There are numerous articles that are discussing the advantages and disadvantages of hot lights and LEDs. Knowing these, I want to share my opinion from a practical standpoint.
Although I'd like to go straight to the point, let me first outline some of their properties. My thoughts would be from the perspective of small-budget productions (both for stills and video).
They have been here for many years and have been the go-to light for many professionals mainly in the motion pictures industry. I'll talk about halogen lights and will deliberately omit HMIs. Most small productions use HMIs only as rentals, but in general, independent filmmakers use their own hot lights and that's usually the classic halogen ones.
They are relatively cheap and powerful for their price. Their color temperature is easily controllable with gels and the beam contains the full light spectrum. Their disadvantages come with their name: they become hot, draw a lot of electric current, and require a strong power source and circuits. Often they come packaged in a big body to allow passive and active cooling.
The LED technology is not that new, but its adaptation to the photography and filmmaking industry is still ongoing. There are flaws that are fixed on the go, but more often we see them used in big productions.
They are light, small, draw less power than hot lights, can be run on batteries on location. On the other hand they are more expensive and less powerful when compared as Watts for a dollar.
There are a numerous number of issues with LEDs when it comes to their color. That's one of the reasons for their higher price. Manufacturers who have dealt with the incomplete color spectrum have a significantly higher price tag on their products. There has been a recent article where representatives of two of the major LED lights manufacturers discussed the reasons why RGB LEDs' can lead to major and unexpected color shifts. This is why if LEDs are utilized on color-critical jobs, it is better to use color gels over daylight-balanced LEDs rather than dialing the RGB color in. The latter has been one of the major advantages of RGB LEDs. They are supposed to eliminate the need of color gels and this way save light output power. Fortunately or unfortunately, gels are here to stay.
Why Hot Lights?
This is based on my practical experience and the projects that I usually work on. I shoot corporate videos, music videos, and short films. All that happens on location. When I am in interiors I like to use multiple lights to shape the scene and my subjects. When I am outside I use diffusers and reflectors to add or subtract light. If I want to fight the sun I will need something very powerful and in most cases LEDs are not an option. I'd rather use an HMI source or more powerful halogen hot lights.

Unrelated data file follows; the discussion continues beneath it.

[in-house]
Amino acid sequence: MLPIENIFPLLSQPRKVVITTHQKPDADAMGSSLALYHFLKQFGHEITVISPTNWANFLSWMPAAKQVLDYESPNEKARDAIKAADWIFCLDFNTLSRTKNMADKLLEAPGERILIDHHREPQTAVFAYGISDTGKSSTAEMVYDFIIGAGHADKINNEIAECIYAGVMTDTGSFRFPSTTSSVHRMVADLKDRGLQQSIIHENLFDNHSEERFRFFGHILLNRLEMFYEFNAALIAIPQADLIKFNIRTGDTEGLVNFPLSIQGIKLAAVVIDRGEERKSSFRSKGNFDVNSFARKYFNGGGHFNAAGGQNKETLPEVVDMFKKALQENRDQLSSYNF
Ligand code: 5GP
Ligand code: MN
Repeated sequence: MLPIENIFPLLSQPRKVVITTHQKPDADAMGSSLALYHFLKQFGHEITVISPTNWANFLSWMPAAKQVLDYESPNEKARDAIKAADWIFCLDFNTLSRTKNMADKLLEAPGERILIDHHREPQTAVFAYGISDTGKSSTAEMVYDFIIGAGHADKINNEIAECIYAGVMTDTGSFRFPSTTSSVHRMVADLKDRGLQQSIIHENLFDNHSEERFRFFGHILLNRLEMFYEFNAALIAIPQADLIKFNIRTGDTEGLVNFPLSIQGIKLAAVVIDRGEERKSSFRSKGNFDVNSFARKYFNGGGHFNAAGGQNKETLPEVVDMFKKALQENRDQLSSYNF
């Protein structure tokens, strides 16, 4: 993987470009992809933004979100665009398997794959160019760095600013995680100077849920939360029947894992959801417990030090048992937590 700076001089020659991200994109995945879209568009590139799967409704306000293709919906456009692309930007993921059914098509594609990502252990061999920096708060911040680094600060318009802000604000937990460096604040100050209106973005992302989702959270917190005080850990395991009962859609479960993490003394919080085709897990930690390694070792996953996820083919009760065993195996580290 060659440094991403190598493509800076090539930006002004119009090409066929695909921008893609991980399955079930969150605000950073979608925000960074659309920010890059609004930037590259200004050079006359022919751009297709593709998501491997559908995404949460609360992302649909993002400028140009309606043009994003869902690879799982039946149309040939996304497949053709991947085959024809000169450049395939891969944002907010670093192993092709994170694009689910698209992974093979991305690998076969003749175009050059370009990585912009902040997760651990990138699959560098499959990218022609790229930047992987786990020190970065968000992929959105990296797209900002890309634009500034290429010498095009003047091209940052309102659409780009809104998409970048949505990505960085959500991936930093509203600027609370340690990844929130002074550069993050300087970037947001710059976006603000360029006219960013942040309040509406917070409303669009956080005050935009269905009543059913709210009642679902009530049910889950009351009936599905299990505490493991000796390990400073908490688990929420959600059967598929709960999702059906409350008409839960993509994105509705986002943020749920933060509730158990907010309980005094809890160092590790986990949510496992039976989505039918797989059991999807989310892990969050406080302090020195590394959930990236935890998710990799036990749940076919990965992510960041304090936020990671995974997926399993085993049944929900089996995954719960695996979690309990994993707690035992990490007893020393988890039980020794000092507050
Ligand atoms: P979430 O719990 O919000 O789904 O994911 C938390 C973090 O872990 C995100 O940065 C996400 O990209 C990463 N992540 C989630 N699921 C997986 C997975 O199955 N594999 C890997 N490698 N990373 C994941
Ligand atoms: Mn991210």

One of the main differences between professionals and non-professionals is that professionals invest in gear thinking about the return of their investment. Non-professionals usually buy lights, because they like them, and because their income does not depend on using that gear. In my case I have to be aware of the ways to return my investment and that's why my calculation is biased.
For a corporate video I light the subject with two or three lights and eventually put one or two to light the interior. If there's a bright sun from windows on the back I have to have a key light that is strong enough to balance the room ambience. Balancing the color temperature happens by putting a blue gel to make it close to 5200K which cuts about a half stop. Then I may want to soften the harsh light with a scrim or a softbox which takes another stop. In this fashion a 1 kW light will result into about a 350 Watt source. I can get a 500 Watt output if I decide to keep the light without a blue gel which looks nice in a corporate video, naturally creating color contrast between the foreground and the background. The other light sources I utilize are also in the 800-1,000 Watt range. This makes about five lights as per usual.
For music videos shot in interiors I need at least five or six powerful lights. The same for short films where there may be demand for even more power.
As a summary I need at least six lights to be able to execute most of these tasks. I can get 800 to 2,000 Watt hot lights for about $180-300 each. I can always purchase cheap Red Heads If I need more lights. This means that my total investment in hot lights would be less than $2,000.
If I decide to work with powerful LEDs, I have to spend not less than $700-800 per unit. This investment will be more than $3,500.
At the end of the day the client wants a nice looking image. They don't care if hot lights or LEDs are used. The power consumption of hot lights in the 1K range is not that immense and unbearable for most electrical installations, especially if you distribute them in different circuits.
When buying gear we should also think about servicing it. When it comes to hot lights they are very simple, because most of the time it's just a metal body and a halogen light bulb on the inside. You have to have a few spare light bulbs at hand and that's pretty much it.
When Should You Use LEDs?
LEDs are very useful when you have to put them in spaces where you can't place an object that emits a lot of heat, which can be hazardous to the scene, the actors, the models, and the crew. I find that for now small LEDs are the best investment in small lights for my kind of work.
I am sure that a fellow filmmaker will be able to write the same article for LEDs stating sound arguments favoring LEDs to hot lights. But, as I said, the point of view of the article is based on the ROI value in the scope of the work and budgets I am working into. I think I'm going to invest into more powerful LEDs when their power-to-dollar ratio comes closer to that of the hot lights.
What is your opinion on the matter? Would you invest in LEDs if you were in the same situation?